USPS Will Temporarily Stop Removing Letter Collection Boxes From Streets In Some States

CHICAGO, ILLINOIS - AUGUST 13: Mail boxes sit in front of a United State Postal Service facility on August 13, 2020 in Chicago, Illinois. President Donald Trump said today that he opposes additional funding for the ... CHICAGO, ILLINOIS - AUGUST 13: Mail boxes sit in front of a United State Postal Service facility on August 13, 2020 in Chicago, Illinois. President Donald Trump said today that he opposes additional funding for the Postal Service because the lack of additional funding would make it more difficult to deliver mail-in ballots. (Photo by Scott Olson/Getty Images) MORE LESS
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August 15, 2020 12:17 p.m.

The US Postal Service has said it will stop removing letter collection boxes in some Western states following complaints that the disappearance of boxes in some areas could hamper voters from mailing their completed ballots.  

A spokesperson for the USPS’ Western region Rod Spurgeon told CNN in a statement late Friday that the mail service would stop removing letter collection boxes until after the election in 16 states and parts of two others.

The USPS had continued to make headlines earlier Friday following reports that in the last week the mail service had started removing letter collection boxes in at least four states, including New York, Oregon, Montana and Indiana.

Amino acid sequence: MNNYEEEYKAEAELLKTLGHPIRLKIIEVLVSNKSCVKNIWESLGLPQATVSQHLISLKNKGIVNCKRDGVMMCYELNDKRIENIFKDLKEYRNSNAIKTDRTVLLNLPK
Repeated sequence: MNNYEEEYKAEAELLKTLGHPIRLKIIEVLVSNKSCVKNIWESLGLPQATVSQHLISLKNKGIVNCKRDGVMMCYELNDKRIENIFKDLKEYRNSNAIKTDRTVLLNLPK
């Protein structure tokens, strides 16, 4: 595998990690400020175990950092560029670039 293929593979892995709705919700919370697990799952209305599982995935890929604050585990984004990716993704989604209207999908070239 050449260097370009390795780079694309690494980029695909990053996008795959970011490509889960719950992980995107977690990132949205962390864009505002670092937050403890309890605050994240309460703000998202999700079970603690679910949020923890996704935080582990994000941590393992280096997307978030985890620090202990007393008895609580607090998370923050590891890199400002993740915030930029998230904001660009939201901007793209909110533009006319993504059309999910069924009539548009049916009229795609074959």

It remains unclear if  the USPS will stall mailbox removal nationwide.

Kim Frum, a spokesperson based at USPS headquarters, told CNN that the removal and installation of almost 142,000 letter collection boxes nationwide “has been based on mail volume received in those boxes.”

Democratic presidential nominee Joe Biden brought attention to the disappearing mailboxes during an online fundraiser Friday calling it “bizarre.”

“They’re going around literally with tractor trailers picking up mailboxes,” Biden said. 

Trump’s attack on the mail service appears to be part of a campaign tactic to suppress mailed ballots particularly in Democratic-run states to increase his chances of a win amid unfavorable poll numbers.

After Trump installed his own ally, Louis DeJoy as postmaster general in June, DeJoy has pushed policy changes that many lawmakers say could have a negative effect on the mail service’s timely delivery of election mail.

Union officials told CNN that the USPS began informing postal workers in West Virginia, Florida and Missouri that retail operating hours will be slashed even as the November election draws near and many Americans prepare to mail their ballots rather than casting them in person amid the coronavirus pandemic.

The USPS’ internal investigator announced Friday that it would initiate a probe into the former Republican mega-donor’s controversial policy changes.

President of the American Postal Workers Union Mark Dimondstein on Thursday criticized the Trump administration during an MSNBC interview for holding the postal service “hostage” when it is needed most and for attempting to suppress mailed votes.

“It’s very disturbing to postal workers who are very dedicated to the people of the country, to provide prompt, reliable, and efficient services,” Dimonstein said.

“We call it our DNA. Never delay mail,” Dimondstein added. It is becoming increasingly clear, however, that DeJoy’s recent changes to the service and any withholding of funding, will likely impact the ability of postal workers to accomplish that task.

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